My favorite fall break destination with the¬†kids is unquestionably Asheville, North Carolina. Even though it isn’t a kid-centric destination per se (no Mickey Mouse for miles), there’s still so many¬†fun, family-friendly activities we can enjoy in the city and surrounding area. Plus, getting a chance to see the leaves change in the Appalachian Mountain region? Stunning.

Asheville is¬†kind of like a¬†smaller,¬†quainter¬†little sister to¬†Portland, Oregon.¬†You’ll see hikers coming off the Appalachian Trail, art galleries on every corner, and even a few drum circles. I just love its slower pace and refreshing outlook, plus¬†the cool, crisp mountain air is such¬†a welcome climate change for us that we go any chance we can.

We’ve been visiting for 15 years and still find new things to do each trip, that it’s actually difficult to summarize everything I love about the area. But I managed to winnow down the long list of likes to my kids’ very top choices of things to do in Asheville, so that you can make the most of a long weekend there with your kids, too.

Visiting Asheville with kids: take them to tour the Biltmore. It's amazing.

Visit the Biltmore

My kids are obsessed with the NYT bestseller Serafina and the Black Cloak by Robert Beatty, which is about a strange girl who secretly lives in the basement of the Biltmore. Therefore, a trip to see it in real life is a must for us.

Visiting the Biltmore is like walking onto the set of Downton Abbey. It’s the largest privately owned residence in the US; it’s so huge that even your kids will be impressed by the architecture alone (for a while at least). You can tour the home —¬†my kids loved seeing their private bowling alley inside — or just visit the grounds, which has a winery, gardens, and tons of other activities like biking, horse or carriage rides, and river float trips. They even have¬†segway tours and paddle boarding.

Of course, it¬†gets pricey — this is the life of the rich and famous, after all. Consider an annual pass¬†that¬†gives you 10% off activities, buy tickets¬†at¬†least 7 days in advance for $10 off each ticket, or use one of their other special discounts to try to get the best deal.

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Visiting Asheville with kids: Stop at one of the interactive art installations you'll find around the city.

Visiting Asheville with kids: load up on old fashioned candy and vintage toys at Mast General Store

Shop in the Historic District downtown

Take one afternoon to walk the¬†historic district of Downtown Asheville — starting near the intersection of Patton and Broadway. It’s not very crowded, and your kids will¬†enjoy looking in the windows of the art galleries and shops. And there are even¬†some¬†interactive¬†art installations right on the sidewalk, like this one above asking people to share details¬†about their first day of school.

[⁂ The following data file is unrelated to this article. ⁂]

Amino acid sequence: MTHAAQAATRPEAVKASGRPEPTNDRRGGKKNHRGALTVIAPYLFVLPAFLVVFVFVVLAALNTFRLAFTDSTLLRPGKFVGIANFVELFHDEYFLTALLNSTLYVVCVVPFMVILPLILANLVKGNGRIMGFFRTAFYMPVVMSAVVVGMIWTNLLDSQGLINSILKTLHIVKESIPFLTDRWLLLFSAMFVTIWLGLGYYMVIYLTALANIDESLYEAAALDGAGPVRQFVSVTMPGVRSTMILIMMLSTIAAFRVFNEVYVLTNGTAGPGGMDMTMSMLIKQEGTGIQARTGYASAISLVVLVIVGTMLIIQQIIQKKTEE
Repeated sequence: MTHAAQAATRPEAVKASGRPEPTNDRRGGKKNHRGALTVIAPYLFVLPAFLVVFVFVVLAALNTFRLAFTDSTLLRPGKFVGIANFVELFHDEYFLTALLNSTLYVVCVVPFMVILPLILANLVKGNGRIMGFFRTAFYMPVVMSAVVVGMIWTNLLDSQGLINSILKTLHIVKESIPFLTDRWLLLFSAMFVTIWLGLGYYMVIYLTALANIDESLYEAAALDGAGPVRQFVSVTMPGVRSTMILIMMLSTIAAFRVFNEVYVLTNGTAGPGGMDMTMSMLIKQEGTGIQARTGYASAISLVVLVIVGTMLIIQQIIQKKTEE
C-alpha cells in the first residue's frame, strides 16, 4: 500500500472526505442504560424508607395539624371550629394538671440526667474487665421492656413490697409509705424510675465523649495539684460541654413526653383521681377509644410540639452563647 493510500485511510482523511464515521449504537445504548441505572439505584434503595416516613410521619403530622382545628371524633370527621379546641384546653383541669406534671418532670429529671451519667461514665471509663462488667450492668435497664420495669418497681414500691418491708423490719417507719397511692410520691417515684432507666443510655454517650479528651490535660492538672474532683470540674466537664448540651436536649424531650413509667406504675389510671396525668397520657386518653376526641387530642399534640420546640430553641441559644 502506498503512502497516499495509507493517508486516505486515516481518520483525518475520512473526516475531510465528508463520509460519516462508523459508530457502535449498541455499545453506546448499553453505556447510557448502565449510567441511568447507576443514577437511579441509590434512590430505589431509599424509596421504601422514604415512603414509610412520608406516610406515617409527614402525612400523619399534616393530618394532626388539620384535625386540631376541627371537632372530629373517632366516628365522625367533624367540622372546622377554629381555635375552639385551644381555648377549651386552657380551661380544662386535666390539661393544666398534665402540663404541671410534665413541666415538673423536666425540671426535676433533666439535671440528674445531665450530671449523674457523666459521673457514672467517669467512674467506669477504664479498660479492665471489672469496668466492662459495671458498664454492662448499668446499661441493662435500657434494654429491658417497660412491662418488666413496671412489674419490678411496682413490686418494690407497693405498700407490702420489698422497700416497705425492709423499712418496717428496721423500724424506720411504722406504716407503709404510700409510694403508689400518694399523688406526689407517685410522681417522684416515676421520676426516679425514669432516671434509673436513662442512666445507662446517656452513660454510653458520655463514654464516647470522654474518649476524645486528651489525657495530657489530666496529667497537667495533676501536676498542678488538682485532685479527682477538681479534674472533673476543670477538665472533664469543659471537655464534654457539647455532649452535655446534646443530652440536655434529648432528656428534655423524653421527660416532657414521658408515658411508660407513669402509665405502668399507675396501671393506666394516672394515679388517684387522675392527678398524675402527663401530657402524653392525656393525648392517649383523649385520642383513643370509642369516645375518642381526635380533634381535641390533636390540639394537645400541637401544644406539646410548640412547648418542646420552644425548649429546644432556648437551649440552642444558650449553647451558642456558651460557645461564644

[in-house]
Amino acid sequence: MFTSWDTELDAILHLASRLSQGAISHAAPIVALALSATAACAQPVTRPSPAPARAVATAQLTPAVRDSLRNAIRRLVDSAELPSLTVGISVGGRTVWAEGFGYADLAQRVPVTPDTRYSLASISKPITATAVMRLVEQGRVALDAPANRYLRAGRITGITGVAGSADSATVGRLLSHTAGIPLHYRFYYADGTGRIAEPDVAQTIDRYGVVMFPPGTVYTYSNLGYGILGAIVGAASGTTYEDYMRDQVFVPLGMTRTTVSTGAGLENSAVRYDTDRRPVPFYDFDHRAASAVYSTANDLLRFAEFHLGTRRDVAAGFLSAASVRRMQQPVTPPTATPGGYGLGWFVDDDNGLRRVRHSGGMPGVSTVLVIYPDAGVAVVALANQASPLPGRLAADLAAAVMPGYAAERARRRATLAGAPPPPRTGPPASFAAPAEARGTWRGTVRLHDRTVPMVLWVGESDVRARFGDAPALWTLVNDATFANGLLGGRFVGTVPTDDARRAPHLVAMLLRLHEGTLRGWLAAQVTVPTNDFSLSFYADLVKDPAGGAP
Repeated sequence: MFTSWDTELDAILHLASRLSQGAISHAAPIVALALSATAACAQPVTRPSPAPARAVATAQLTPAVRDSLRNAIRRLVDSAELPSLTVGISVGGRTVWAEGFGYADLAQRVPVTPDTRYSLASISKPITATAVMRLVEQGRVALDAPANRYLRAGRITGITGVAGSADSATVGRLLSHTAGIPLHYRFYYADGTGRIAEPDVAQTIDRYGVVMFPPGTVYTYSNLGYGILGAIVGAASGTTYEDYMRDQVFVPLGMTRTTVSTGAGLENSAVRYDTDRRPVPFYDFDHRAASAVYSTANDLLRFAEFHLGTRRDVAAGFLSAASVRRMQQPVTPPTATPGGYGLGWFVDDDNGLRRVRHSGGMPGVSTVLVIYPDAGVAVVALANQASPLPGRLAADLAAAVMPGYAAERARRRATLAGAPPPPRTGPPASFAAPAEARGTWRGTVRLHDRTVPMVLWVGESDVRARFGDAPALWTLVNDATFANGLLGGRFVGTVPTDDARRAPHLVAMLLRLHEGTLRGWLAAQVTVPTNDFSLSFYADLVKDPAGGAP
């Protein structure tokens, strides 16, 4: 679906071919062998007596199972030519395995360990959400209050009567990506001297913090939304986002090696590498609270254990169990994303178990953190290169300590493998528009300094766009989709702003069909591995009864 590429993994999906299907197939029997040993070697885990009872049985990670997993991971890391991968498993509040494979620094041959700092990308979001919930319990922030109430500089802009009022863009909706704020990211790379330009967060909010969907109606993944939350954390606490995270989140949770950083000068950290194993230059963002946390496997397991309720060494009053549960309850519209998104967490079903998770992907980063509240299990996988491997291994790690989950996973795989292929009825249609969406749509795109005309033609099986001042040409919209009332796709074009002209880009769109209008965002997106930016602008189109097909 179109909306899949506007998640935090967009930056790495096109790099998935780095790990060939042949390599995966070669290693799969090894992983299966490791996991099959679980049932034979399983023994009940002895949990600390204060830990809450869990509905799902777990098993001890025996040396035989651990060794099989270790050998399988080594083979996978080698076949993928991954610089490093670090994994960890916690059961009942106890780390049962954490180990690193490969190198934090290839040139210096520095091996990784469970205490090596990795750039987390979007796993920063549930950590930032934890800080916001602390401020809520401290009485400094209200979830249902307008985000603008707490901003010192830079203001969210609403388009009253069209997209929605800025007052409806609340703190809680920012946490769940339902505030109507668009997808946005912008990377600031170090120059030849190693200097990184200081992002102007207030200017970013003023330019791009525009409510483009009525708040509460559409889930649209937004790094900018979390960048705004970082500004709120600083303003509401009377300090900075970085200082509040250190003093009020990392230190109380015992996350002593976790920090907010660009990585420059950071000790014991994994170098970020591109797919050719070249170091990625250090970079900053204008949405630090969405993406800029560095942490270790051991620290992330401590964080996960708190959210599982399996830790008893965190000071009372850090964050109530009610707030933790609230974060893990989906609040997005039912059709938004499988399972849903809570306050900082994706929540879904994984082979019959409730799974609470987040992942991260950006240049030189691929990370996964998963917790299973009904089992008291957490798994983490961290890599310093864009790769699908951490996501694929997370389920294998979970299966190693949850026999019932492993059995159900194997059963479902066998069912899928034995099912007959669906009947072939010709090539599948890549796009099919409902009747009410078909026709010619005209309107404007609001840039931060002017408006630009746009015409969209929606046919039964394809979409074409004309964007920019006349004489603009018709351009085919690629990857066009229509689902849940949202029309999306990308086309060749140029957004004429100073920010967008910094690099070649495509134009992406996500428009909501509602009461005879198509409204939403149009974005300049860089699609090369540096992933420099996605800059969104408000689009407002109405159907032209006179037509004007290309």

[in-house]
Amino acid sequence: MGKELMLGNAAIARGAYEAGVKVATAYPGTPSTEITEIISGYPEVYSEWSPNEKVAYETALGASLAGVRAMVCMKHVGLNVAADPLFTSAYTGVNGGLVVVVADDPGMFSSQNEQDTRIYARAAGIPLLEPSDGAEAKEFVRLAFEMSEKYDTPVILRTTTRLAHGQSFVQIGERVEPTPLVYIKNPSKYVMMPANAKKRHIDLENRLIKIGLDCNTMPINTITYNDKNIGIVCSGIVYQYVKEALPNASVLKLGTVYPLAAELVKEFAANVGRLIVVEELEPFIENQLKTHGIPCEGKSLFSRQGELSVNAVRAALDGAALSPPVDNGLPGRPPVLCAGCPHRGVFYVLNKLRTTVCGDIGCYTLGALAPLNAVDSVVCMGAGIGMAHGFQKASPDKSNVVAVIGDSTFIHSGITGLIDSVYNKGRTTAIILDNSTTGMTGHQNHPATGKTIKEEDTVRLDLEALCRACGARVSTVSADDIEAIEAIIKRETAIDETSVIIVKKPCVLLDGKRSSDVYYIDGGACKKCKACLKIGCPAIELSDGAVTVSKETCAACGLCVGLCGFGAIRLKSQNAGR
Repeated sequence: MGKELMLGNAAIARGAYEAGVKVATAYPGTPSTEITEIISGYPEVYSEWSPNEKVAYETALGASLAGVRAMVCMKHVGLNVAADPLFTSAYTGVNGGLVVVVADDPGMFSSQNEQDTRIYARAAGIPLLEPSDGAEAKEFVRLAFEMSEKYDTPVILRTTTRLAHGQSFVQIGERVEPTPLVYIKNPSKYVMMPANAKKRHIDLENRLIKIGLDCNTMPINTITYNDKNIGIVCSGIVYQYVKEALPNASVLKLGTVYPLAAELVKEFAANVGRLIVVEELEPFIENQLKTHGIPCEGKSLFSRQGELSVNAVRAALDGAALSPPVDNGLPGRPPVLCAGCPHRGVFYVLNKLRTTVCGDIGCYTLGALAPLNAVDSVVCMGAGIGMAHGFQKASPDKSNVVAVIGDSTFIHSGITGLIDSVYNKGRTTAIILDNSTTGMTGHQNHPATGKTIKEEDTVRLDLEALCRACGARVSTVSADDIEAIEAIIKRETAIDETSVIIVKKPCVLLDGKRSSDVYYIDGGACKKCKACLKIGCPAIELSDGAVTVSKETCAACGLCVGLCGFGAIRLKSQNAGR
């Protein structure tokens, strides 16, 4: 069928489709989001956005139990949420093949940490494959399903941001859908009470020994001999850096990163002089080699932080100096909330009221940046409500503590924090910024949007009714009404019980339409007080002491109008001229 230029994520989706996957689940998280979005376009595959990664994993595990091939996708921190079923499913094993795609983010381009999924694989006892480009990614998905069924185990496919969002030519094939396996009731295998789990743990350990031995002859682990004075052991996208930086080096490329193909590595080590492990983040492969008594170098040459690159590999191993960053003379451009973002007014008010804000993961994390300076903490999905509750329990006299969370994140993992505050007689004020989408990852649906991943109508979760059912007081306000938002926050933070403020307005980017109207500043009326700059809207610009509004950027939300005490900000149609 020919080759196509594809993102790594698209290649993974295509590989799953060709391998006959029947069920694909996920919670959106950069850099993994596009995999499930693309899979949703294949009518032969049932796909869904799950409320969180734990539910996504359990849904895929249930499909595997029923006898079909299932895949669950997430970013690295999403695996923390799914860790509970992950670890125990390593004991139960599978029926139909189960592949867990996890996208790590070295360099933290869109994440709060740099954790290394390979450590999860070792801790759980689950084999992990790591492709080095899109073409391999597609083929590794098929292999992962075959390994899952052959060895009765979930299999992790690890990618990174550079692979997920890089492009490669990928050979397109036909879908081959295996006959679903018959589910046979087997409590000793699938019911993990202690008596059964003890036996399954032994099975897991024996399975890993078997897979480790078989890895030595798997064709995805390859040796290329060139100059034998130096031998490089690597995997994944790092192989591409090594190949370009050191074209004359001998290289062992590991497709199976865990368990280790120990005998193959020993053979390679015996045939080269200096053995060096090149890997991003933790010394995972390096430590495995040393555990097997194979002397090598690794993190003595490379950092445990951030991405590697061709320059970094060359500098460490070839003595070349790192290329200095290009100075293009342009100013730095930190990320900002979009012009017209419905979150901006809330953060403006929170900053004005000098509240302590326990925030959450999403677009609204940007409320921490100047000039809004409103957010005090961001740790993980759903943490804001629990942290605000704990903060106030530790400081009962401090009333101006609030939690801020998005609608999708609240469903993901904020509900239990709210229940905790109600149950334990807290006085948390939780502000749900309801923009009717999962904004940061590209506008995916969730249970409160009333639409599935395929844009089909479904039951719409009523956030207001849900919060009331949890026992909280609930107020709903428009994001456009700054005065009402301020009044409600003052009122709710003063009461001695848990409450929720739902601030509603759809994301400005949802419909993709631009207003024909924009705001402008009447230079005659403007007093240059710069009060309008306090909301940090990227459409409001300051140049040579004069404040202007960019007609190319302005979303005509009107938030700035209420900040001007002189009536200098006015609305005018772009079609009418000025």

We have a tradition of visiting¬†Mast General Store¬†to load up on the old-fashioned candy stored in huge barrels, and we usually end up splurging on a vintage toy or two. Then we eat at one of the restaurants nearby. There are tons of great, local places within walking distance¬†— like Salsas for delicious, fresh Mexican-Caribbean food, or the original¬†Tupelo Honey¬†Cafe for responsibly sourced Southern fare. Most of the restaurants are smaller, so tables are scarce, but really worth the wait. It’s a good idea to put your name in first, then stroll the block.

And another BDTD tip:¬†leave the stroller in the car and opt for the baby carrier instead; it’s just a whole lot easier to get around the neighborhood streets this¬†way.

Related: How to travel with kids when you’ve outgrown a hotel room

Asheville with kids: Bond over your fear of heights on some guided outdoor adventures in Asheville.

Try an adventure sport

I’m pretty much the wimpiest when it comes to heights, but so many people have told me that flying across ropes courses and¬†ziplines¬†at¬†the Asheville Adventure Center was the best part of their vacations. Sometimes ropes and zipline courses can feel like, Oh yay, more trees, but this one has built-in cool features like skateboards and slides to make it even more interesting. If you’re like me and prefer your feet firmly on the ground, they have¬†4 miles of mountain bike courses to try too.

I found¬†white water rafting thrilling¬†as a kid, and have a feeling that going as a parent will¬†be a whole different kind of thrill. (Yikes!) Beginners like me may prefer¬†French Broad Adventures, because it¬†offers a calm water raft trip you can take with kids as young¬†as 4 years old, in addition to their more adventuresome white water trips. They’re the closest outfitter to downtown Asheville to offer both white water rafting and ziplines, so if your family has their heart set on both we’d recommend starting there.